When the Penguins started adding expensive veterans at the trade deadline, fans wondered how a team with so many high-paid players was able to fit the new pieces in under the cap. Credit Botterill, who is the Penguins' salary-cap point man. It wasn't even an issue. Botterill has the playing background as a former first-round pick of the Stars and went back to the University of Michigan to get his MBA after his playing days were done. His responsibilities with the Penguins are similar to what Chuck Fletcher did during his time in Pittsburgh and what Shero did in Nashville.
"[He's a] good listener and has a good opinion," Shero said.
8. Jim Benning and Don Sweeney, Bruins
Peter Chiarelli deserves a lot of credit for building the Bruins into an annual Cup contender, but he's another GM who is quick to deflect the credit toward the guys working with him in assistant GMs Sweeney and Benning.
"Both outstanding in their own way," Chiarelli said. Benning spent 12 seasons with the Sabres, including eight seasons as the team's director of amateur scouting. Chiarelli leans on him for all player personnel decisions. Sweeney is in charge of the development of the Bruins' prospects, implementing the team's first development camp in 2007.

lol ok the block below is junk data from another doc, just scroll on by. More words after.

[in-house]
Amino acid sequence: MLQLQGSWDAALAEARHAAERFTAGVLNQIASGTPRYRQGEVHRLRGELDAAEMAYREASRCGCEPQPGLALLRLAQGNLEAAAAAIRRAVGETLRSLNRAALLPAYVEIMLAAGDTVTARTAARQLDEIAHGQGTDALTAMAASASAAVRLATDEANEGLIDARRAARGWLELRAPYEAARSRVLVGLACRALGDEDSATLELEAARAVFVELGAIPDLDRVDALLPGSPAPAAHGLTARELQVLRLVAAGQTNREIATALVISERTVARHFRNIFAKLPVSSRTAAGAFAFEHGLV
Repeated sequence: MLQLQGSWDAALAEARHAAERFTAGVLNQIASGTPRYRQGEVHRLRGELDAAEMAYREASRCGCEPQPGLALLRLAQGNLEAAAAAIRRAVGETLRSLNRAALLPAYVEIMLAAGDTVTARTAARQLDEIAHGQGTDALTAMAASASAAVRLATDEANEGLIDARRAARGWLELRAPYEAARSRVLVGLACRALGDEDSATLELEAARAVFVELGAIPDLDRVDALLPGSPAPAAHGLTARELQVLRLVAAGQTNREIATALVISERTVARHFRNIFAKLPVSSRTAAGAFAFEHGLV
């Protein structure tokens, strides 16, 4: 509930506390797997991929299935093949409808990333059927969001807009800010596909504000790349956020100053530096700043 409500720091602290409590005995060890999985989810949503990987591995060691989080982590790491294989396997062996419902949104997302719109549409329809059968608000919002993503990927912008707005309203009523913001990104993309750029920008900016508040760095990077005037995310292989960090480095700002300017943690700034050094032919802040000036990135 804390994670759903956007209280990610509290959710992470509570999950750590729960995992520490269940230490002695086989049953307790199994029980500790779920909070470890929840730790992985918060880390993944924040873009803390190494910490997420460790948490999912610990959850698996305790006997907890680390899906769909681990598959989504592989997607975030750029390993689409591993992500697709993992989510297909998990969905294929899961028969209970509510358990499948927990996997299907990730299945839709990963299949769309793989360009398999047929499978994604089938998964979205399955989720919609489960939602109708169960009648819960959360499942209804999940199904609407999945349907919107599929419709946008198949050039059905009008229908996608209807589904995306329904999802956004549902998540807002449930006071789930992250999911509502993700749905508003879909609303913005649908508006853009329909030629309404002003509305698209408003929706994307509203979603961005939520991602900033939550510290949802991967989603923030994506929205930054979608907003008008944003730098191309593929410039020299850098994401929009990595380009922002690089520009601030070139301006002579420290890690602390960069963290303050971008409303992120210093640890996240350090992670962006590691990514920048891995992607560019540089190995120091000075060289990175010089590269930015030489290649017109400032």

9. Tim Murray, Senators
He's got the pedigree as the son of Bryan Murray's brother but more importantly he's a big part of the young talent contributing to the Senators' surprising success. He oversees Ottawa's AHL team in Binghamton, a group that won the 2011 Calder Cup, and it's many of those players who have helped the Senators stay in the playoff race while injuries crushed veterans. Ottawa is another team that has managed to develop a large group of impressive young talent without the traditional tear-down rebuild like the one the Oilers are struggling to emerge from.
10. Julien BriseBois, Lightning
He's a rising star in the NHL world of executives and in the past has shown he's in no hurry to rush his development, which started in Montreal and is now in its third season under Steve Yzerman in Tampa Bay. He's got the base of a lawyer, with a background working arbitration cases with the law firm Heenan Blaikie before he joined the Canadiens. Tampa's AHL affiliates have thrived under BriseBois, with the Norfolk Admirals winning the organization's first Calder Cap last spring. With Yzerman, BriseBois has restocked a thin prospect pipeline in Tampa. If Quebec ever gets another NHL team, it's hard to imagine a better GM hire than BriseBois, a native of Greenfield Park, Quebec.